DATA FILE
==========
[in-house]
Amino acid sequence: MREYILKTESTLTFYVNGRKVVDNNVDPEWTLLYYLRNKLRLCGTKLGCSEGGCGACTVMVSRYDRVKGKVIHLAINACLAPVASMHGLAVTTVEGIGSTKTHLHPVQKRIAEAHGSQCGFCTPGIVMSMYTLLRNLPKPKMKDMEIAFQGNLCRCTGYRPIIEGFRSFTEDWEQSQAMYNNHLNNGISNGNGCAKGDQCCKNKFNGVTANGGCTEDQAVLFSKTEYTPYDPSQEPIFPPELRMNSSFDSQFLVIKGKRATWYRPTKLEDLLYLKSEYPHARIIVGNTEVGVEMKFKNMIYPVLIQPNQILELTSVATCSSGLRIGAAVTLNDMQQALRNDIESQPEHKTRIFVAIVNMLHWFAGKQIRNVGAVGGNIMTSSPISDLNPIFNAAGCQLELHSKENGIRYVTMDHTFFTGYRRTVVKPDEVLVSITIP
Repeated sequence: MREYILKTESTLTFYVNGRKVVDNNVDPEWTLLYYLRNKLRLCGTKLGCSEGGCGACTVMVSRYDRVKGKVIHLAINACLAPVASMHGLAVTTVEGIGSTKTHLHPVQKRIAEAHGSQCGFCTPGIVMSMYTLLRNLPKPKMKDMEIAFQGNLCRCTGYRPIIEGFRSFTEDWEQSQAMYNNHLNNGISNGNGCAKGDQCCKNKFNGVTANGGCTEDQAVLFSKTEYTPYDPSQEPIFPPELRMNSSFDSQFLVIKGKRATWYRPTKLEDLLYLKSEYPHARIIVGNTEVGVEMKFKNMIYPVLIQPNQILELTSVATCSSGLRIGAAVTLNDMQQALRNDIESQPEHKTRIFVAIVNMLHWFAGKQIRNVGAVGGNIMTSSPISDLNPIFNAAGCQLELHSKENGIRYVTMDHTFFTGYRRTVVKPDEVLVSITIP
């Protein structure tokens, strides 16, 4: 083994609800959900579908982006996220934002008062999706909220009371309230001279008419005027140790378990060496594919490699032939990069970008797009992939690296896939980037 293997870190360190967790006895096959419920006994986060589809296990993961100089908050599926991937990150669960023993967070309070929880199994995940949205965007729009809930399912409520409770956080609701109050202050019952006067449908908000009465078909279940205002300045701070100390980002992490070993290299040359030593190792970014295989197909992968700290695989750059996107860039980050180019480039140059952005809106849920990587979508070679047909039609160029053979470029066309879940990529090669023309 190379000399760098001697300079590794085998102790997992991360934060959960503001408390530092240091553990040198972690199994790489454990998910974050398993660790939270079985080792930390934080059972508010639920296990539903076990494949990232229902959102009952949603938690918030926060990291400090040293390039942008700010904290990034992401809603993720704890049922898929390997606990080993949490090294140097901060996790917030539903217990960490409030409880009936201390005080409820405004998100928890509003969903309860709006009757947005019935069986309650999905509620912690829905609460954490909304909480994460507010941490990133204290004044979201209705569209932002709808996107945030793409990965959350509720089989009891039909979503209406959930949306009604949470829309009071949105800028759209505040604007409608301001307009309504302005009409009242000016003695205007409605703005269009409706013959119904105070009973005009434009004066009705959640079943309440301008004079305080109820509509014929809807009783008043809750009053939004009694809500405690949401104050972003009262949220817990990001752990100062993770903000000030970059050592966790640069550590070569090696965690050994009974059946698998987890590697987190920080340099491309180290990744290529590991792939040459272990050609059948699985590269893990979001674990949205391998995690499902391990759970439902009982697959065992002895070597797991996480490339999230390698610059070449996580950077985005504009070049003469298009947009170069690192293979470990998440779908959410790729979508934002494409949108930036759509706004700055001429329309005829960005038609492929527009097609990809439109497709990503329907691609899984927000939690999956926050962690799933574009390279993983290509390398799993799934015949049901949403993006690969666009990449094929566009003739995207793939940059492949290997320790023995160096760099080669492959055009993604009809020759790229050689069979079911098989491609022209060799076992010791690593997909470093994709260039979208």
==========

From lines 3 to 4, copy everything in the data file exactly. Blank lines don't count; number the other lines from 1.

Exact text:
Repeated sequence: MREYILKTESTLTFYVNGRKVVDNNVDPEWTLLYYLRNKLRLCGTKLGCSEGGCGACTVMVSRYDRVKGKVIHLAINACLAPVASMHGLAVTTVEGIGSTKTHLHPVQKRIAEAHGSQCGFCTPGIVMSMYTLLRNLPKPKMKDMEIAFQGNLCRCTGYRPIIEGFRSFTEDWEQSQAMYNNHLNNGISNGNGCAKGDQCCKNKFNGVTANGGCTEDQAVLFSKTEYTPYDPSQEPIFPPELRMNSSFDSQFLVIKGKRATWYRPTKLEDLLYLKSEYPHARIIVGNTEVGVEMKFKNMIYPVLIQPNQILELTSVATCSSGLRIGAAVTLNDMQQALRNDIESQPEHKTRIFVAIVNMLHWFAGKQIRNVGAVGGNIMTSSPISDLNPIFNAAGCQLELHSKENGIRYVTMDHTFFTGYRRTVVKPDEVLVSITIP
């Protein structure tokens, strides 16, 4: 083994609800959900579908982006996220934002008062999706909220009371309230001279008419005027140790378990060496594919490699032939990069970008797009992939690296896939980037 293997870190360190967790006895096959419920006994986060589809296990993961100089908050599926991937990150669960023993967070309070929880199994995940949205965007729009809930399912409520409770956080609701109050202050019952006067449908908000009465078909279940205002300045701070100390980002992490070993290299040359030593190792970014295989197909992968700290695989750059996107860039980050180019480039140059952005809106849920990587979508070679047909039609160029053979470029066309879940990529090669023309 190379000399760098001697300079590794085998102790997992991360934060959960503001408390530092240091553990040198972690199994790489454990998910974050398993660790939270079985080792930390934080059972508010639920296990539903076990494949990232229902959102009952949603938690918030926060990291400090040293390039942008700010904290990034992401809603993720704890049922898929390997606990080993949490090294140097901060996790917030539903217990960490409030409880009936201390005080409820405004998100928890509003969903309860709006009757947005019935069986309650999905509620912690829905609460954490909304909480994460507010941490990133204290004044979201209705569209932002709808996107945030793409990965959350509720089989009891039909979503209406959930949306009604949470829309009071949105800028759209505040604007409608301001307009309504302005009409009242000016003695205007409605703005269009409706013959119904105070009973005009434009004066009705959640079943309440301008004079305080109820509509014929809807009783008043809750009053939004009694809500405690949401104050972003009262949220817990990001752990100062993770903000000030970059050592966790640069550590070569090696965690050994009974059946698998987890590697987190920080340099491309180290990744290529590991792939040459272990050609059948699985590269893990979001674990949205391998995690499902391990759970439902009982697959065992002895070597797991996480490339999230390698610059070449996580950077985005504009070049003469298009947009170069690192293979470990998440779908959410790729979508934002494409949108930036759509706004700055001429329309005829960005038609492929527009097609990809439109497709990503329907691609899984927000939690999956926050962690799933574009390279993983290509390398799993799934015949049901949403993006690969666009990449094929566009003739995207793939940059492949290997320790023995160096760099080669492959055009993604009809020759790229050689069979079911098989491609022209060799076992010791690593997909470093994709260039979208």